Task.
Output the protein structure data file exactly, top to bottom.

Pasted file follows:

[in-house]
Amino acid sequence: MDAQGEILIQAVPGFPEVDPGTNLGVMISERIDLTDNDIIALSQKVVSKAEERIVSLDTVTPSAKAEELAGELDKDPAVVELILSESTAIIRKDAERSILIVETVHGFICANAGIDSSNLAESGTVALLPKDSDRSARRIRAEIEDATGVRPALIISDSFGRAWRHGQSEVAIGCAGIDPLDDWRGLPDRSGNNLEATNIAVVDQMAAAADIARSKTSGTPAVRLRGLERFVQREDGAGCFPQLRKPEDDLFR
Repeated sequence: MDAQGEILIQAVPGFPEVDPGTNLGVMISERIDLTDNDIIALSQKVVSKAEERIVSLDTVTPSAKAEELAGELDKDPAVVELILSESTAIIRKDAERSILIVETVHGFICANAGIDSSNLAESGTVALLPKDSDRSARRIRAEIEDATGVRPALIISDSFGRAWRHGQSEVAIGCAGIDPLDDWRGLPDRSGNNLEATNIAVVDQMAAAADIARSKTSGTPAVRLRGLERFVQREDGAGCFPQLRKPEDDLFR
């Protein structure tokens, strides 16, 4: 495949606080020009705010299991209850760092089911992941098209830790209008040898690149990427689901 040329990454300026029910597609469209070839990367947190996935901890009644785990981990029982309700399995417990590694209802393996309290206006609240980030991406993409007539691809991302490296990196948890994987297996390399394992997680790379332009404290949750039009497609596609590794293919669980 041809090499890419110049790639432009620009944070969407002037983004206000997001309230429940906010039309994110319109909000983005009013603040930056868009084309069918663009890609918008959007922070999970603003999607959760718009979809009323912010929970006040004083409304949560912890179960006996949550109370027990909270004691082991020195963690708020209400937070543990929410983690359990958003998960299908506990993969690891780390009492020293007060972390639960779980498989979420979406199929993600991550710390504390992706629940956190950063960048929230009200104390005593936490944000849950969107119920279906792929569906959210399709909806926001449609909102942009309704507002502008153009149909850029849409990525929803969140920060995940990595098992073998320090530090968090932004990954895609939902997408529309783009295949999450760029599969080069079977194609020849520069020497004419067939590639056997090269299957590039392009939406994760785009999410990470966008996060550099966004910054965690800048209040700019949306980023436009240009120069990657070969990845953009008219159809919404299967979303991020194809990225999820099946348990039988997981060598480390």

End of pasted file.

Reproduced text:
[in-house]
Amino acid sequence: MDAQGEILIQAVPGFPEVDPGTNLGVMISERIDLTDNDIIALSQKVVSKAEERIVSLDTVTPSAKAEELAGELDKDPAVVELILSESTAIIRKDAERSILIVETVHGFICANAGIDSSNLAESGTVALLPKDSDRSARRIRAEIEDATGVRPALIISDSFGRAWRHGQSEVAIGCAGIDPLDDWRGLPDRSGNNLEATNIAVVDQMAAAADIARSKTSGTPAVRLRGLERFVQREDGAGCFPQLRKPEDDLFR
Repeated sequence: MDAQGEILIQAVPGFPEVDPGTNLGVMISERIDLTDNDIIALSQKVVSKAEERIVSLDTVTPSAKAEELAGELDKDPAVVELILSESTAIIRKDAERSILIVETVHGFICANAGIDSSNLAESGTVALLPKDSDRSARRIRAEIEDATGVRPALIISDSFGRAWRHGQSEVAIGCAGIDPLDDWRGLPDRSGNNLEATNIAVVDQMAAAADIARSKTSGTPAVRLRGLERFVQREDGAGCFPQLRKPEDDLFR
């Protein structure tokens, strides 16, 4: 495949606080020009705010299991209850760092089911992941098209830790209008040898690149990427689901 040329990454300026029910597609469209070839990367947190996935901890009644785990981990029982309700399995417990590694209802393996309290206006609240980030991406993409007539691809991302490296990196948890994987297996390399394992997680790379332009404290949750039009497609596609590794293919669980 041809090499890419110049790639432009620009944070969407002037983004206000997001309230429940906010039309994110319109909000983005009013603040930056868009084309069918663009890609918008959007922070999970603003999607959760718009979809009323912010929970006040004083409304949560912890179960006996949550109370027990909270004691082991020195963690708020209400937070543990929410983690359990958003998960299908506990993969690891780390009492020293007060972390639960779980498989979420979406199929993600991550710390504390992706629940956190950063960048929230009200104390005593936490944000849950969107119920279906792929569906959210399709909806926001449609909102942009309704507002502008153009149909850029849409990525929803969140920060995940990595098992073998320090530090968090932004990954895609939902997408529309783009295949999450760029599969080069079977194609020849520069020497004419067939590639056997090269299957590039392009939406994760785009999410990470966008996060550099966004910054965690800048209040700019949306980023436009240009120069990657070969990845953009008219159809919404299967979303991020194809990225999820099946348990039988997981060598480390």